Using DGGS to integrate and crosswalk dataFeb2020.pptx (5.67 MB)
DGGS in Action: Provision of Rapid Response During Australian Bushfires and Other Applications
presentationposted on 2020-03-26, 13:17 authored by Shane Crossman, Irina Bastrakova
Presentation delivered on the 12th March 2020 as part of the Information Technology and Interoperability Committee Tech Dive and ESIP Putting Data to Work Webinar Series'.
Everything has a location. Location can be defined using descriptive terms (e.g. place names), geometry (e.g. geographic coordinates) and/or index notations (e.g. statistical boundaries). However, existing approaches and disconnected infrastructures limit our ability to discover, access and integrate spatial data across organisation and jurisdiction boundaries to produce up-to-date reliable information. The Location Index project (LOC-I) aims to introduce a consistent way to access, analyse and use location data to support the effective integration of socio-economic, statistical and environmental data from multiple data providers to support the spatially enabled delivery of Government policies and initiatives.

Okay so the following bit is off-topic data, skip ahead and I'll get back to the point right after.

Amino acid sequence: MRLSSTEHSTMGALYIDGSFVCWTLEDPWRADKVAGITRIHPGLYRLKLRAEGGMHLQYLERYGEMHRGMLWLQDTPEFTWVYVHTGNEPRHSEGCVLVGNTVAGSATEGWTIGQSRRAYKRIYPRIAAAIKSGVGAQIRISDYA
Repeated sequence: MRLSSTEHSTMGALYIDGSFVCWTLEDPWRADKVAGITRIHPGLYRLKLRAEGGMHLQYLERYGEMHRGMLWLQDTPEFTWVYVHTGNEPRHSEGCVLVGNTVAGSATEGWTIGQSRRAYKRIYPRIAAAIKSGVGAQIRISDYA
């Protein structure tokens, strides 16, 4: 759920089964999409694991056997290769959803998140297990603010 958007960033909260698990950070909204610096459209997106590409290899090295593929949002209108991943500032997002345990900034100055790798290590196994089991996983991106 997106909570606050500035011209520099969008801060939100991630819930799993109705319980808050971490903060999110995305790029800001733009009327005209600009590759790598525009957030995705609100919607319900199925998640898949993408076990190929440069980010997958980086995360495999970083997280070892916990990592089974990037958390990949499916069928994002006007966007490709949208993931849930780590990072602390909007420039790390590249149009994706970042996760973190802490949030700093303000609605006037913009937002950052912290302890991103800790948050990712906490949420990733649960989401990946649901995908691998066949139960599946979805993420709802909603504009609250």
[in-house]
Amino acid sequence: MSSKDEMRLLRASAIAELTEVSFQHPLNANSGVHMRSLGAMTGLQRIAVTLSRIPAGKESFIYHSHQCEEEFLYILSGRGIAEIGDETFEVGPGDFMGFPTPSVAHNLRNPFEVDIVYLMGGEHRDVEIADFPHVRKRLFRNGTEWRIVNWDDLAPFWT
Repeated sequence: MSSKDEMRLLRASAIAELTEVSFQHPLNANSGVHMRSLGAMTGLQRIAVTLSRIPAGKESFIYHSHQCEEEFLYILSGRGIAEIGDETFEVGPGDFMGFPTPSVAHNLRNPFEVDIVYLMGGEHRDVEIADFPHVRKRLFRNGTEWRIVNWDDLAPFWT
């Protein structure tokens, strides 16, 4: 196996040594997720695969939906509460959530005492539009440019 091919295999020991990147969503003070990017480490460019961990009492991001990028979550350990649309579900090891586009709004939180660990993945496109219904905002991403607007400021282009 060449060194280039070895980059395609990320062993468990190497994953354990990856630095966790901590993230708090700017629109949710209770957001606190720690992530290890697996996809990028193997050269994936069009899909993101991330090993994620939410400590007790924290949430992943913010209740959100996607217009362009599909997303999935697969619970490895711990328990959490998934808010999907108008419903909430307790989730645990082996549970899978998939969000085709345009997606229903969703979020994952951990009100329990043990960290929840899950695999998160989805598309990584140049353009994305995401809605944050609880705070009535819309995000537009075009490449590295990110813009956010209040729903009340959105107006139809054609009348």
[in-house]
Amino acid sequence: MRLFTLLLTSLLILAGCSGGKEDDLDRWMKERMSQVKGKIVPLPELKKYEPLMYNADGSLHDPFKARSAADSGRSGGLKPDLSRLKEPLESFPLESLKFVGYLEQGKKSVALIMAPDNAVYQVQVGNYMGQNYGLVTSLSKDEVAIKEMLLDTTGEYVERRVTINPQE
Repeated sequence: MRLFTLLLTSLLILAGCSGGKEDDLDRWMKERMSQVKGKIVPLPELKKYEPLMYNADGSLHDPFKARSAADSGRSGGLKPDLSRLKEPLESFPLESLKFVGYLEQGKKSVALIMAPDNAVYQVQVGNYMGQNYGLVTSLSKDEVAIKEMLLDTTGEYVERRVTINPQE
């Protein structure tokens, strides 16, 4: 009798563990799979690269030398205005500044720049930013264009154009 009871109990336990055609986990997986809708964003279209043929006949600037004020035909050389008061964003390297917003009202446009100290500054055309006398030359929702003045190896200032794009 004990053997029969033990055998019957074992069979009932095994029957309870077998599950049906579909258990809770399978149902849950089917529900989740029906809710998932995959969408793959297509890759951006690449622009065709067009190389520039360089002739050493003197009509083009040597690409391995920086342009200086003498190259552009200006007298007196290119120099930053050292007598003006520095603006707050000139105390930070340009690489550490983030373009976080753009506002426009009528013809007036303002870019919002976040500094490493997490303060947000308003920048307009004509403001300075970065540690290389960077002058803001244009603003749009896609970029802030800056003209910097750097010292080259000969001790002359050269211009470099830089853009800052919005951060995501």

The devastation caused by the Australian Bushfires highlighted the need for a new approach for rapid data integration. The total burnt area during Autumn-Summer 2019-2020 is 72,000 square miles, which is an equivalent to a half of Montana or North Dakota and Delaware areas combined. Rapid response in provision of information on areas affected by the bushfires was required to support evaluation of the impact, and also planning the recovery process and support for families, businesses and the environment. This presentation will discuss application of the Discrete Global Grid System (DGGS) in bringing together diverse complex information from multiple sources to support the response process. The presentation will also discuss testing of the DGGS capability in other use cases.